Words matter. These are the best Shoulder Quotes from famous people such as Denise Austin, Lena Headey, Ted Cruz, Arlene Phillips, Payal Rohatgi, and they’re great for sharing with your friends.
We use our shoulder muscles to accomplish practically every pulling, pushing, and hoisting task we do (they really do carry the weight of the world!), so they’re a great place to start building strength.
‘Lost Boys’ is one of my all-time faves. I just thought it would be great to be a vampire. I remember this movie called ‘Once Bitten,’ which is about an ’80s sort of power girl who became a vampire and was really, like, sexy. Hair like she was from ‘Dallas,’ shoulder pads, big earrings.
If you think back to the fight over drones, when I was proud to be standing shoulder to shoulder with Rand Paul filibustering for 13 hours, that was viewed as a fringe issue, as a quixotic issue, and yet millions of Americans engaged, spoke up, got online.
I love fashion magazines and style magazines and when I’m travelling on an aeroplane I always have a big bag slung over my shoulder, which is full of magazines.
At one point of time, I would like to shoulder a film on myself.
When I go back to Texas, I travel the state, and I see people all the time who come up to me, men and women across Texas, and they grab me by the shoulder, and they’re afraid. They say, ‘Ted, you know, I just lost my health insurance. I got a child with diabetes. I’m scared. Please stop this from happening.’
I always try to find something where I feel like I’m kind of the underdog and kind of put that little chip on my shoulder.
I can’t swim at the level I used to. I had to retire because of an injury to my shoulder.
For me, when you’re going in the late rounds you just always have that chip on your shoulder. At the end of the day, every team that didn’t draft me – including the team that took me 203rd – everybody passed me a few times. And, for me, that kind of fueled me over the years.
I want the kind of feminism that allows me to have a voice and to compete on equal terms with men yet still, potentially, to have one of them hurl me over their shoulder and carry me off somewhere, because I still find proper, old-fashioned masculinity deeply attractive.
There were points when I’ve thought about getting into landscape gardening or getting back to illustrating, but mostly with a bit of a chip on my shoulder.
We often want the world to think we are strong and everything is perfect, when the reality is sometimes we are hurting and need a shoulder to cry on or just compassion or empathy.
The pat on the back, the arm around the shoulder, the praise for what was done right and the sympathetic nod for what wasn’t are as much a part of golf as life itself.
I really live my life looking over my shoulder.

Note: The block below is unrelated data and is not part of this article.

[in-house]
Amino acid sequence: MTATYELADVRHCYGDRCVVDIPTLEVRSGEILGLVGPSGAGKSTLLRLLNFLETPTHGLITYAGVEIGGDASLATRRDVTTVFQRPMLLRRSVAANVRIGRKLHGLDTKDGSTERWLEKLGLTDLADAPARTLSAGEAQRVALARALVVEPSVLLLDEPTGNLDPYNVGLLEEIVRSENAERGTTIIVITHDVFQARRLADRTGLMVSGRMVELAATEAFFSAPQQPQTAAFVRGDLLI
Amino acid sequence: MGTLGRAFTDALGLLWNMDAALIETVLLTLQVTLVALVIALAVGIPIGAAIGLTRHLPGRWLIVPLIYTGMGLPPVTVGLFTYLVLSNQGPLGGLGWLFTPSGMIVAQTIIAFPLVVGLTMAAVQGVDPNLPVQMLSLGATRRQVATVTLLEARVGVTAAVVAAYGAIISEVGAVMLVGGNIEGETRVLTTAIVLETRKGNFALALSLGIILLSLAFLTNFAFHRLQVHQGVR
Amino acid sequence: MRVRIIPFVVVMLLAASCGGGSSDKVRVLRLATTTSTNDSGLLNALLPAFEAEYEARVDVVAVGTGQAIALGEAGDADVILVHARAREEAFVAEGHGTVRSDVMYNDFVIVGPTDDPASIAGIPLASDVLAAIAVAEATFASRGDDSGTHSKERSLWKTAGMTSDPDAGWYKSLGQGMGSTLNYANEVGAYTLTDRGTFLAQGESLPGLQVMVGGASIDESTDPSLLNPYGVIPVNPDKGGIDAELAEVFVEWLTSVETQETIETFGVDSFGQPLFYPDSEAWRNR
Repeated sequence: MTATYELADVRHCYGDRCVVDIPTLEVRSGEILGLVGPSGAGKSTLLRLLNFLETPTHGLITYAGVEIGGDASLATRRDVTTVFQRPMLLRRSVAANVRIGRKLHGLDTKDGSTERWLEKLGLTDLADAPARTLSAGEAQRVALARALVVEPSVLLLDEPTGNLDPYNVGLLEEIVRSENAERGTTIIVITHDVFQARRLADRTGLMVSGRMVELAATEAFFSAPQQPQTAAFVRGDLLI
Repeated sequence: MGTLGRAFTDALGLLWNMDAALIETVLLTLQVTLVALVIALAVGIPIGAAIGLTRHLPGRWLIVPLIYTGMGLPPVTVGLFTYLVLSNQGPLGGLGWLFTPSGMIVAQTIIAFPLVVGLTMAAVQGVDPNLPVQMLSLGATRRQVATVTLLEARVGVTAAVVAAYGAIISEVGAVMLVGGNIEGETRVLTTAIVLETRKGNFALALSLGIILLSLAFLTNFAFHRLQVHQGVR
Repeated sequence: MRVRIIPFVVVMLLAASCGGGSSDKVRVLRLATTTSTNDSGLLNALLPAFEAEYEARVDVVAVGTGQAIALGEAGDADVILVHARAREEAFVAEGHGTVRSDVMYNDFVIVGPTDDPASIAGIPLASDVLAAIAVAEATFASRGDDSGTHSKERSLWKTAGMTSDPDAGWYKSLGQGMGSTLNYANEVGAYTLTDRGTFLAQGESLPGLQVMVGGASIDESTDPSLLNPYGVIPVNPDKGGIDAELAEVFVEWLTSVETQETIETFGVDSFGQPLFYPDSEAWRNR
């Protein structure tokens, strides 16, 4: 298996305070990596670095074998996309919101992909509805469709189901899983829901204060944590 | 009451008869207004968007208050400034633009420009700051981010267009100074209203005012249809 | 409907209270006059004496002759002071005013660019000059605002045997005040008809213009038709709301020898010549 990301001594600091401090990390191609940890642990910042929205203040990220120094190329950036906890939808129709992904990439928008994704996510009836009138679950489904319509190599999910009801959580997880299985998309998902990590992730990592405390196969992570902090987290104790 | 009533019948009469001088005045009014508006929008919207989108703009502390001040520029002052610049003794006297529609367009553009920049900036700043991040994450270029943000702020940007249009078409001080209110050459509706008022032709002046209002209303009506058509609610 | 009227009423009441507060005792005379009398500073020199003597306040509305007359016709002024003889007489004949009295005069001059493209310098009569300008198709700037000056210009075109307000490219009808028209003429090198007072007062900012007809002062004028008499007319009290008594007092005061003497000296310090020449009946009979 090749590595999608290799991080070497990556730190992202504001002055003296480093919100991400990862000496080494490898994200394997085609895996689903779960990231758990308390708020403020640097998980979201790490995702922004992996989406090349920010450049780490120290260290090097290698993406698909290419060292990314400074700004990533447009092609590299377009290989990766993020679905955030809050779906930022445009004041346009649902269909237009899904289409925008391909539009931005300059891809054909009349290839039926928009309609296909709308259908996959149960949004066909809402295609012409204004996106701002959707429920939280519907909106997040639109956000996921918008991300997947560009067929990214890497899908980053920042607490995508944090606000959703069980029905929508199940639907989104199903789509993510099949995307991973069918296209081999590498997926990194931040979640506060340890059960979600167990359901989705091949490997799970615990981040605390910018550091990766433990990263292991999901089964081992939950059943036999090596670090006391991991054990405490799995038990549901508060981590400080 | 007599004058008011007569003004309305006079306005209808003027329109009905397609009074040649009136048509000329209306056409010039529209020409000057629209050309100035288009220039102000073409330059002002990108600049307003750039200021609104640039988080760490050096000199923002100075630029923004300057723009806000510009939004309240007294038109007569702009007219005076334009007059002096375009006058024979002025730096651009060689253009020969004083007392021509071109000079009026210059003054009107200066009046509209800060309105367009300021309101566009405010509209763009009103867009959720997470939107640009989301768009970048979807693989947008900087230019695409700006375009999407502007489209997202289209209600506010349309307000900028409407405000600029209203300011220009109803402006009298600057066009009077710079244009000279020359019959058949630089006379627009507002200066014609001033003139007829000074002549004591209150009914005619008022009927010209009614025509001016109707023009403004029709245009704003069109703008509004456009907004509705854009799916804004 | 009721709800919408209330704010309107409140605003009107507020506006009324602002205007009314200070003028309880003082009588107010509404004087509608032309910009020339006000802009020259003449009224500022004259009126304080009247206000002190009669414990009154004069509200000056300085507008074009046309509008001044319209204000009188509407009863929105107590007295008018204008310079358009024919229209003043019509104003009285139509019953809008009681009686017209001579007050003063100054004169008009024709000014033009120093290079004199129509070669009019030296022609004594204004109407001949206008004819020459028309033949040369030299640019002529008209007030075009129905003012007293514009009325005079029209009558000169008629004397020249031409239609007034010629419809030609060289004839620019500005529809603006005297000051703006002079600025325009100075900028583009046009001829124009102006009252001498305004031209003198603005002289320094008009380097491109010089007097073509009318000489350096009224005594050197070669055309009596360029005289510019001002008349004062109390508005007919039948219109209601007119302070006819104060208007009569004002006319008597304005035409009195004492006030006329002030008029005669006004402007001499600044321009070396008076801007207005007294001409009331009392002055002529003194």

I just try to keep my game simple and just get chances. I try to stay on the defender’s shoulder, run behind because they don’t like it and when I get an opportunity, I shoot. If it goes in one day, it goes in. If it doesn’t another day, it doesn’t.
I like the collarbone, a very clean collarbone. I think there’s something also very delicate and balletic about that part of a woman’s body, and I’m not really a cleavage person, but I do like a back or a shoulder; I think there’s something very alluring about backless dresses.
When it comes to MMA, there is a big chip on my shoulder. There is a way that I look at myself. I think it’s really, really important, and it’s something I’m not really apologetic for it. As I get older, and I win more, I start to embrace it even more.
Our society finds truth too strong a medicine to digest undiluted. In its purest form, truth is not a polite tap on the shoulder. It is a howling reproach.
A lot of people don’t think I can play. It doesn’t really bother me, truthfully. If anything, it just motivates me. It makes me work harder, makes me kind of have a chip on my shoulder.
Every player has a chip on their shoulder about something.
It’s a compliment that people think that I’m a good player. I remember when people didn’t think I was good. And I remember being a rookie coming into the league with a big chip on my shoulder trying to prove myself.
In badminton, they use a lot from the wrist. But I use a lot from the shoulder.
I’ve always had a chip on my shoulder. It kind of drives me. It’s something that allows me to train harder, train longer, work better.
I tore my right shoulder to pieces – three external tears, a labrum tear, and a detachment of the bicep tendon.
I have an eight-inch plate in my shoulder with eight screws.
Running with someone like Maurice Greene – competing shoulder to shoulder with him – and then running against Usain Bolt, Asafa Powell. And now the young guys, Christian Coleman, Noah Lyles. I’m the only guy that’s crossed three generations of sprinters.